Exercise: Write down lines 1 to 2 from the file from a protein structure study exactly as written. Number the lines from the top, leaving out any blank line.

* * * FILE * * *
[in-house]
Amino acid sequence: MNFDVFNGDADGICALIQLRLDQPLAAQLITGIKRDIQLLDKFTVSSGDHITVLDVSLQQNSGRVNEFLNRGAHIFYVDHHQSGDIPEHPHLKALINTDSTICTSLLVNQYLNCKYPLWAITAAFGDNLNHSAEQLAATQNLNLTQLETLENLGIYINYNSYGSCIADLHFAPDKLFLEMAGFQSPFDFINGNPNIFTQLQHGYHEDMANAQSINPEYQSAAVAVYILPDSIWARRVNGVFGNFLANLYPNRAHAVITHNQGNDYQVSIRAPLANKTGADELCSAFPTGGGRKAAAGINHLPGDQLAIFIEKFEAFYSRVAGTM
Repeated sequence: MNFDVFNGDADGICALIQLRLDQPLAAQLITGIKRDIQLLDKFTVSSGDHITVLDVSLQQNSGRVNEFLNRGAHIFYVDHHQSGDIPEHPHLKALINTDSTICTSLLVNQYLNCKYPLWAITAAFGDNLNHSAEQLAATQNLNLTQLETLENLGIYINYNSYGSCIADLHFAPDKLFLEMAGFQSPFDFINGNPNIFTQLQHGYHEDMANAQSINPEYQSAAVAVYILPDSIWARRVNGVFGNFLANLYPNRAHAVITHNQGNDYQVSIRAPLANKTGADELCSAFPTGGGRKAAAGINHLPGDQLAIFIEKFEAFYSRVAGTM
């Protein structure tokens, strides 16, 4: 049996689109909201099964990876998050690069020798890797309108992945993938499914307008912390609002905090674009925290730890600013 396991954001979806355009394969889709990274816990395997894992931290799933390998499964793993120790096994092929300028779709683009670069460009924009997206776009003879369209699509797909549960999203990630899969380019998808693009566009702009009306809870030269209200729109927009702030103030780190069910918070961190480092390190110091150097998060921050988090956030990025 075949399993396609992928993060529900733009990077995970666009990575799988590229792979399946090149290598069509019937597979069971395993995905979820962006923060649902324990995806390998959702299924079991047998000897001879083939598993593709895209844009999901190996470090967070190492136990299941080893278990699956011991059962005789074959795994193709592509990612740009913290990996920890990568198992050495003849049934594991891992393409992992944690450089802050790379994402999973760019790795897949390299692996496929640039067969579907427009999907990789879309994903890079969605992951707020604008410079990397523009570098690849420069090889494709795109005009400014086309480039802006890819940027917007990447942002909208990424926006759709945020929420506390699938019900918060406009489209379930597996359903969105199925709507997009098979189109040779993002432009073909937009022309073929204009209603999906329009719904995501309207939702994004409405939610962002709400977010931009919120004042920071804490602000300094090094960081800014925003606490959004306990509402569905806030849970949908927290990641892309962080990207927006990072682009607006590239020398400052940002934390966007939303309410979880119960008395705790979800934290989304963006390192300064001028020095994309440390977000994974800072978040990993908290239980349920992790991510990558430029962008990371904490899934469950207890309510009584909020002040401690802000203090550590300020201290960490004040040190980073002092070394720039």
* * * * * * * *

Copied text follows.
[in-house]
Amino acid sequence: MNFDVFNGDADGICALIQLRLDQPLAAQLITGIKRDIQLLDKFTVSSGDHITVLDVSLQQNSGRVNEFLNRGAHIFYVDHHQSGDIPEHPHLKALINTDSTICTSLLVNQYLNCKYPLWAITAAFGDNLNHSAEQLAATQNLNLTQLETLENLGIYINYNSYGSCIADLHFAPDKLFLEMAGFQSPFDFINGNPNIFTQLQHGYHEDMANAQSINPEYQSAAVAVYILPDSIWARRVNGVFGNFLANLYPNRAHAVITHNQGNDYQVSIRAPLANKTGADELCSAFPTGGGRKAAAGINHLPGDQLAIFIEKFEAFYSRVAGTM